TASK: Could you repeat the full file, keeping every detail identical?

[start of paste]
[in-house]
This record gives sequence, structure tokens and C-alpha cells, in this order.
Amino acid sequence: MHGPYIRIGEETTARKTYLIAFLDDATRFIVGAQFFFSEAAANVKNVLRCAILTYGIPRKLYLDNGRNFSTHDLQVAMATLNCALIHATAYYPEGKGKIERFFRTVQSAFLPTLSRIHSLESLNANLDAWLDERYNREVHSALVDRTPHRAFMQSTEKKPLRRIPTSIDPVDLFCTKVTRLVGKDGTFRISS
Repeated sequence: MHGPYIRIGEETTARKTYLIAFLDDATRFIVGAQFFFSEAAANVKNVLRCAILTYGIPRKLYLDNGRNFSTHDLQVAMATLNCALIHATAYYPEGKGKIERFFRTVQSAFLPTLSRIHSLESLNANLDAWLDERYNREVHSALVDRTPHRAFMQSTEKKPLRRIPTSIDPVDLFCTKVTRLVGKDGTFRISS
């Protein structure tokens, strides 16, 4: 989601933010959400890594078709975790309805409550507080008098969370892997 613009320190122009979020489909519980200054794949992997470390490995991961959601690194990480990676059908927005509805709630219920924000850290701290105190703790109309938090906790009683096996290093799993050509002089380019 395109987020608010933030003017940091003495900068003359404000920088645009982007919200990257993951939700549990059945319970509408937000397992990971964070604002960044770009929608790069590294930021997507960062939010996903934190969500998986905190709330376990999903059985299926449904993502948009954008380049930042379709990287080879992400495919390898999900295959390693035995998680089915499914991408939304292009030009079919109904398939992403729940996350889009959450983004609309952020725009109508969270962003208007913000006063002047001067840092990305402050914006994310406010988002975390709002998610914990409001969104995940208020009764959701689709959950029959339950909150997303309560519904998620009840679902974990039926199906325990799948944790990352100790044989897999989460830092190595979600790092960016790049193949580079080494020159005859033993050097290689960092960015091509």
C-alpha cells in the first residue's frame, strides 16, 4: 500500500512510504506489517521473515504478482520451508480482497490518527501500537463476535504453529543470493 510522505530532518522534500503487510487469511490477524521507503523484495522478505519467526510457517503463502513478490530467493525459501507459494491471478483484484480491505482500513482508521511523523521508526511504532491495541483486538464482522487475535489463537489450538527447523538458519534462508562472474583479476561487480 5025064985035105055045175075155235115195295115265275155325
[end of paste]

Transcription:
[in-house]
This record gives sequence, structure tokens and C-alpha cells, in this order.
Amino acid sequence: MHGPYIRIGEETTARKTYLIAFLDDATRFIVGAQFFFSEAAANVKNVLRCAILTYGIPRKLYLDNGRNFSTHDLQVAMATLNCALIHATAYYPEGKGKIERFFRTVQSAFLPTLSRIHSLESLNANLDAWLDERYNREVHSALVDRTPHRAFMQSTEKKPLRRIPTSIDPVDLFCTKVTRLVGKDGTFRISS
Repeated sequence: MHGPYIRIGEETTARKTYLIAFLDDATRFIVGAQFFFSEAAANVKNVLRCAILTYGIPRKLYLDNGRNFSTHDLQVAMATLNCALIHATAYYPEGKGKIERFFRTVQSAFLPTLSRIHSLESLNANLDAWLDERYNREVHSALVDRTPHRAFMQSTEKKPLRRIPTSIDPVDLFCTKVTRLVGKDGTFRISS
């Protein structure tokens, strides 16, 4: 989601933010959400890594078709975790309805409550507080008098969370892997 613009320190122009979020489909519980200054794949992997470390490995991961959601690194990480990676059908927005509805709630219920924000850290701290105190703790109309938090906790009683096996290093799993050509002089380019 395109987020608010933030003017940091003495900068003359404000920088645009982007919200990257993951939700549990059945319970509408937000397992990971964070604002960044770009929608790069590294930021997507960062939010996903934190969500998986905190709330376990999903059985299926449904993502948009954008380049930042379709990287080879992400495919390898999900295959390693035995998680089915499914991408939304292009030009079919109904398939992403729940996350889009959450983004609309952020725009109508969270962003208007913000006063002047001067840092990305402050914006994310406010988002975390709002998610914990409001969104995940208020009764959701689709959950029959339950909150997303309560519904998620009840679902974990039926199906325990799948944790990352100790044989897999989460830092190595979600790092960016790049193949580079080494020159005859033993050097290689960092960015091509």
C-alpha cells in the first residue's frame, strides 16, 4: 500500500512510504506489517521473515504478482520451508480482497490518527501500537463476535504453529543470493 510522505530532518522534500503487510487469511490477524521507503523484495522478505519467526510457517503463502513478490530467493525459501507459494491471478483484484480491505482500513482508521511523523521508526511504532491495541483486538464482522487475535489463537489450538527447523538458519534462508562472474583479476561487480 5025064985035105055045175075155235115195295115265275155325